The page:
Men are also welcome, invited in fact, to sit at the kitchen table when the holidays are approaching— Easter and Christmas. Then they are allowed, encouraged, and sometimes begged to enter. The men slice ends of soppressata, prosciutto (the cheapest cuts), and basket cheese for Pizza Rustica at Easter. They knead dough, form it into ropes, and slice it into pillowy struffoli at Christmas. Their work-hardened hands move gracefully at these chores.
Nonnas are not fond of having their daughters in the kitchen. The young women studied home ec in high school and learned how to cook “American,” bathing cauliflower and canned tuna in cream sauce. The nonnas’ answer to such dishes is: “Bah!” But they make a besciamella, a traditional cream sauce (the same as the one their daughters learned at school) to gloss vegetable lasagna, brimming with mushrooms, spinach, and Parmigiano. The money they spend on food is minimal; they buy the best produce, meat, and cheese, and wear down vendors to get the best price.
It’s their credo to never set foot inside a restaurant, Italian or otherwise. Their reasons: “not clean enough,” “the olive oil is spoiled,” and the clincher, they saw “the waiter blow his nose.”
They are locavores who are masters at gardening—city gardening. A windfall of zucchini embraces their basil, where blooming tomato plants protect its tender leaves. Tendrils of all three push up between ragged slabs of pavement in their tiny backyard gardens. If there are no backyard gardens, their tiny front lawns are home to tomatoes, basil, and yes, zucchini. Their favorite squash is a lime-colored, satiny skin cucuzza, at least a foot long. The length is most important—a point of pride. Nonnas whose gardens produce a cucuzza as tall as a four-year-old command the respect of the neighborhood.
They cross themselves when the church bells toll and when they pass a church; they have taught their children and grandchildren to do the same. They walk, always accompanied by at least one grandchild, on Sunday mornings (after church) to visit older relatives and friends who live nearby. On the way, nonnas tweak the ear of a misbehaving grandson to get him in line. (They gently tug his lobe to wish him congratulations on his saint’s feast day.) When the hosts greet them there is an exchange of cheek-pinching that leaves the grandchildren of guests and host eager to get away and play together.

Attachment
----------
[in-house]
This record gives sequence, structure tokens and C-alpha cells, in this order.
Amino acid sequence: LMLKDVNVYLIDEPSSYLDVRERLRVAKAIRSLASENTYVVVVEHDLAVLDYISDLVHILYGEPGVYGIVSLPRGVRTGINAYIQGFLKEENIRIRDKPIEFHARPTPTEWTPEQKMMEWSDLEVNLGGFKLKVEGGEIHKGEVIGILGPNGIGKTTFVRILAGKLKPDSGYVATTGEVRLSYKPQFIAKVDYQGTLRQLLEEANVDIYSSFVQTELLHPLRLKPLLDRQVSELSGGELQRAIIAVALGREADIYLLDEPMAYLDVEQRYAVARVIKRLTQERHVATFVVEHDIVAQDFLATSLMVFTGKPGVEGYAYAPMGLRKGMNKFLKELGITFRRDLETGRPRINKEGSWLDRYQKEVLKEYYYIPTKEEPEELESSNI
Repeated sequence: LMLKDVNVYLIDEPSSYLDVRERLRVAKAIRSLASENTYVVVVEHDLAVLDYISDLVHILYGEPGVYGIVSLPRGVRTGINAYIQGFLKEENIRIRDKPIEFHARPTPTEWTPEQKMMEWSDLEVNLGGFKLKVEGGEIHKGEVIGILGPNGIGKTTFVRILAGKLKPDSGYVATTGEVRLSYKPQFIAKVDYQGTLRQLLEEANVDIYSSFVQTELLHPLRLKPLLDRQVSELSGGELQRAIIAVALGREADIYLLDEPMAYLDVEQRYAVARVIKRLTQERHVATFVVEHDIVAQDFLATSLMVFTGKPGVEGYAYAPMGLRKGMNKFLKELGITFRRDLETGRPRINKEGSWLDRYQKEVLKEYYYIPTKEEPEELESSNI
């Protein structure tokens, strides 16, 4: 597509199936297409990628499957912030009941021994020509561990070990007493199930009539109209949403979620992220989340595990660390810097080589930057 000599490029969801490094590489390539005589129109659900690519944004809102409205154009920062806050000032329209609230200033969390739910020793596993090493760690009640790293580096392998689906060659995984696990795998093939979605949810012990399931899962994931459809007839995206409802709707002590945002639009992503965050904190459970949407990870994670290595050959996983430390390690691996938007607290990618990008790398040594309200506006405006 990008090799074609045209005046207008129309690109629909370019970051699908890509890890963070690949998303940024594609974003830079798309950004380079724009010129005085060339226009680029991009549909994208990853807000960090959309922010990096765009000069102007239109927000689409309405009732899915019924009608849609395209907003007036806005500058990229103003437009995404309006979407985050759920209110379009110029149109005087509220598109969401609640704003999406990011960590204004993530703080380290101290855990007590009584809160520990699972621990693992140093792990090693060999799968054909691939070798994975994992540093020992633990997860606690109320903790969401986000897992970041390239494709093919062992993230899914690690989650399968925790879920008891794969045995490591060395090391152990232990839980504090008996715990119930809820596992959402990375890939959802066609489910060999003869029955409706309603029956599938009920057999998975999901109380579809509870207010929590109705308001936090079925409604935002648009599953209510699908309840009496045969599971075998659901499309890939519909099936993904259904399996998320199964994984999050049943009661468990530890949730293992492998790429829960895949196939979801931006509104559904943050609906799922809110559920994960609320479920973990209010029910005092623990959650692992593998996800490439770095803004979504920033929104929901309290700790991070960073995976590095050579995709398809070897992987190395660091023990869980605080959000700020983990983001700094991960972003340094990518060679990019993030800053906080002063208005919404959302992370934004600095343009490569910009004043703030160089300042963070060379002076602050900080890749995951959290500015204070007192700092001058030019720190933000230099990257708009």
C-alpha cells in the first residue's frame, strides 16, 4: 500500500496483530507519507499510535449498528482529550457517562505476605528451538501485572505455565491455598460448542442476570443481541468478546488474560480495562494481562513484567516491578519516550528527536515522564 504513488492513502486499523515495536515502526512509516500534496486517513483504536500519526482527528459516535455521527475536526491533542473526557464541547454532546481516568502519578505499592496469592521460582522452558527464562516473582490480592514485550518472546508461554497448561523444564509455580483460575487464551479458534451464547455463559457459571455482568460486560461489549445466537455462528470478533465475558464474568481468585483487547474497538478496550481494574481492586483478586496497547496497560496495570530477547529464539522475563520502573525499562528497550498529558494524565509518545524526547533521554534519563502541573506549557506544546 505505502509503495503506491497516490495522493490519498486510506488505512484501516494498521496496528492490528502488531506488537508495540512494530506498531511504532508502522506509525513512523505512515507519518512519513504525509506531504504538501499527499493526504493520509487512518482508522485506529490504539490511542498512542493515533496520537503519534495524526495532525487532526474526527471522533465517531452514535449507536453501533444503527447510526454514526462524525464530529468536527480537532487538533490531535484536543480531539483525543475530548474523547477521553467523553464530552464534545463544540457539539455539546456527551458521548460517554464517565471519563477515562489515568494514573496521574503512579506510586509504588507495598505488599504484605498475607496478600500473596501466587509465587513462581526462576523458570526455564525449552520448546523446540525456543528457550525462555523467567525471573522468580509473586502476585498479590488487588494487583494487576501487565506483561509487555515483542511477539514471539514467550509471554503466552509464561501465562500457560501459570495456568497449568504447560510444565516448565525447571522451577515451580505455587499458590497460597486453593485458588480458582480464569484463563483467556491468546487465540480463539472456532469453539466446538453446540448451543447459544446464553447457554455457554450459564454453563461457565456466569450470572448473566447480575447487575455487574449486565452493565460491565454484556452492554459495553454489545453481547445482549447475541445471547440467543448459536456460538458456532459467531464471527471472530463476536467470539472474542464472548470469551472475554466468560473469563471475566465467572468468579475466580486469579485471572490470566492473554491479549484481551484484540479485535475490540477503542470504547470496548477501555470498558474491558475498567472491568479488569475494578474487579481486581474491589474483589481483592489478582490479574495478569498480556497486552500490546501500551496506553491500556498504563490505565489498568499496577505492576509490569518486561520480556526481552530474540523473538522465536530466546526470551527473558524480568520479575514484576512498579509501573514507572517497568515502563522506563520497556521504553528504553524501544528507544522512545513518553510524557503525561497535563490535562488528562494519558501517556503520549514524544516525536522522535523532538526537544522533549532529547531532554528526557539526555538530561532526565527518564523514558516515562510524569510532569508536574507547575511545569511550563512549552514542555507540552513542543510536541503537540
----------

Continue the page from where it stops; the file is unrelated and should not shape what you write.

Their devotion to the Church is second only to their devotion to their families. Scrub the sanctuary floor, wash, starch, and iron vestments, and [sigh] arrange flowers for the altar: This is their wonderful, magical Friday afternoon—better than a matinee. And they socialize—around the church—accompanying one another to novenas, Rosary Society meetings, confession, and more novenas. The nonnas also attend wedding ceremonies — they’re not invited but they believe as long as they’re in church for confession, they have a right to stay and see the bride. The wedding is part of their Saturday routine. They scrub the stairs, sear a steak, and show up at church to atone and exclaim, all before six pm.
Despite their devotion to the church, they indulge in their own “spiritual” activities. When a grandchild is sick, thoughtful nonnas show up at the bedside carrying a vial of chrisma, or holy oil. In Italian they mutter a Hail Mary or The Lord’s Prayer and make the sign of the cross on the patient’s forehead. Does this speed the recovery? Only a doctor knows for sure. And, although they don’t rely on her, they still hope to run into the neighborhood folk healer and discuss their grandchild’s illness.
On rare occasions, they use the mal’occhio, or evil eye, to wish ill on someone they either envy or dislike. They are convinced that if they accompany the gesture with a compliment about the target something evil is sure to follow. They know, of course, that a red ribbon or string wards off the evil eye. This is why nonnas make sure that a downy, white organdy-covered bassinette is home to a variety of red ribbons. This keeps a newborn safe from evil
Their spirituality borders on superstition in their interpretation of dreams. They believe (or say they do) that a dream of a happy occasion, say, a wedding, is sure to lead to someone dying or suffering a tragedy. This has yet to be proven despite their recitation each morning of the marvelous wedding reception they danced at in their sleep.
The nonnas try not to show their constant sorrow at leaving their parents, family, and fondest friends, but certain songs remind them they will” never forget their first love.” They sing il primo amore non si scorda mai. Such a song may cause them to shed a tear. They weep silently when they listen to songs extolling the virtues of mamma, especially at Christmas when they miss their mother most. And they weep openly when a letter arrives telling one of them “che non c’e piu mamma,” they no longer have a mother. Friends and relatives bring baskets of fruit, pots of chicken soup, and tins of biscotti. They have Masses said. And the nonnas determinedly make their heartache work for them, giving them the resolve to live for their families in America — with little mention of home and a tear to flow only in private.